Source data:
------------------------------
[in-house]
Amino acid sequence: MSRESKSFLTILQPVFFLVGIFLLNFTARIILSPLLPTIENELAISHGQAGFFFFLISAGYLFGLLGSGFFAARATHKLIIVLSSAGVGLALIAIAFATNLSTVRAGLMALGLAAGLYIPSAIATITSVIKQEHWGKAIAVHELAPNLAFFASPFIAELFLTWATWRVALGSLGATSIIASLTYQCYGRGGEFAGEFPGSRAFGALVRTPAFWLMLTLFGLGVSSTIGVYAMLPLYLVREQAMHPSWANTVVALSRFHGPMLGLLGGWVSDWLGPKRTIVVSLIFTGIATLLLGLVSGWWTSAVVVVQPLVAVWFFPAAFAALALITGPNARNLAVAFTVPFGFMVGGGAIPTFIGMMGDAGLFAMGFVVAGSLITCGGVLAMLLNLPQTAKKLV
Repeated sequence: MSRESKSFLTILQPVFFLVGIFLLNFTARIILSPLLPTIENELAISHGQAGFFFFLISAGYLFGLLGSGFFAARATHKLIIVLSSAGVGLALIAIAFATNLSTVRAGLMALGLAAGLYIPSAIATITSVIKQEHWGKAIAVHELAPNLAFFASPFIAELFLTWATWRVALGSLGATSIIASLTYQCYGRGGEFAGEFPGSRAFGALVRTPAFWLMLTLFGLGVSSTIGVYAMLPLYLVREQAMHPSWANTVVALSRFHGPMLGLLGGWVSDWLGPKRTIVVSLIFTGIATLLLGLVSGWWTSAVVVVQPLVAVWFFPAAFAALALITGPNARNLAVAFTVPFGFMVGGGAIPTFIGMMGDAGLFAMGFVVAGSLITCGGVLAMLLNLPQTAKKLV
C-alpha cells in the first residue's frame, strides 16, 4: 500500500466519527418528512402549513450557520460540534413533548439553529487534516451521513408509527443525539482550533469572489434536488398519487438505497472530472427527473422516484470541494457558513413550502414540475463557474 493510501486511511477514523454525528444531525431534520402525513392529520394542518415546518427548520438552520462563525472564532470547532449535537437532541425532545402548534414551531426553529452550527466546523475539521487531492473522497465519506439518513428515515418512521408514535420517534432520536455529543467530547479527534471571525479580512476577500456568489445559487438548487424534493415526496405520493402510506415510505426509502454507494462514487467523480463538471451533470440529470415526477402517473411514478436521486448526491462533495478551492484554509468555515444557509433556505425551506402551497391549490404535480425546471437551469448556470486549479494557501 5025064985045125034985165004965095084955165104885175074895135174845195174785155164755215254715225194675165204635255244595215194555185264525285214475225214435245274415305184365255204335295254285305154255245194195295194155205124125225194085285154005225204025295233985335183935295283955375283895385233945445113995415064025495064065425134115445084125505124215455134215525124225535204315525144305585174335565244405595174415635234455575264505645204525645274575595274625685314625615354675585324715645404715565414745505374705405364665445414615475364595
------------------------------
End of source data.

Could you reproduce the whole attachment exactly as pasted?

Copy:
[in-house]
Amino acid sequence: MSRESKSFLTILQPVFFLVGIFLLNFTARIILSPLLPTIENELAISHGQAGFFFFLISAGYLFGLLGSGFFAARATHKLIIVLSSAGVGLALIAIAFATNLSTVRAGLMALGLAAGLYIPSAIATITSVIKQEHWGKAIAVHELAPNLAFFASPFIAELFLTWATWRVALGSLGATSIIASLTYQCYGRGGEFAGEFPGSRAFGALVRTPAFWLMLTLFGLGVSSTIGVYAMLPLYLVREQAMHPSWANTVVALSRFHGPMLGLLGGWVSDWLGPKRTIVVSLIFTGIATLLLGLVSGWWTSAVVVVQPLVAVWFFPAAFAALALITGPNARNLAVAFTVPFGFMVGGGAIPTFIGMMGDAGLFAMGFVVAGSLITCGGVLAMLLNLPQTAKKLV
Repeated sequence: MSRESKSFLTILQPVFFLVGIFLLNFTARIILSPLLPTIENELAISHGQAGFFFFLISAGYLFGLLGSGFFAARATHKLIIVLSSAGVGLALIAIAFATNLSTVRAGLMALGLAAGLYIPSAIATITSVIKQEHWGKAIAVHELAPNLAFFASPFIAELFLTWATWRVALGSLGATSIIASLTYQCYGRGGEFAGEFPGSRAFGALVRTPAFWLMLTLFGLGVSSTIGVYAMLPLYLVREQAMHPSWANTVVALSRFHGPMLGLLGGWVSDWLGPKRTIVVSLIFTGIATLLLGLVSGWWTSAVVVVQPLVAVWFFPAAFAALALITGPNARNLAVAFTVPFGFMVGGGAIPTFIGMMGDAGLFAMGFVVAGSLITCGGVLAMLLNLPQTAKKLV
C-alpha cells in the first residue's frame, strides 16, 4: 500500500466519527418528512402549513450557520460540534413533548439553529487534516451521513408509527443525539482550533469572489434536488398519487438505497472530472427527473422516484470541494457558513413550502414540475463557474 493510501486511511477514523454525528444531525431534520402525513392529520394542518415546518427548520438552520462563525472564532470547532449535537437532541425532545402548534414551531426553529452550527466546523475539521487531492473522497465519506439518513428515515418512521408514535420517534432520536455529543467530547479527534471571525479580512476577500456568489445559487438548487424534493415526496405520493402510506415510505426509502454507494462514487467523480463538471451533470440529470415526477402517473411514478436521486448526491462533495478551492484554509468555515444557509433556505425551506402551497391549490404535480425546471437551469448556470486549479494557501 5025064985045125034985165004965095084955165104885175074895135174845195174785155164755215254715225194675165204635255244595215194555185264525285214475225214435245274415305184365255204335295254285305154255245194195295194155205124125225194085285154005225204025295233985335183935295283955375283895385233945445113995415064025495064065425134115445084125505124215455134215525124225535204315525144305585174335565244405595174415635234455575264505645204525645274575595274625685314625615354675585324715645404715565414745505374705405364665445414615475364595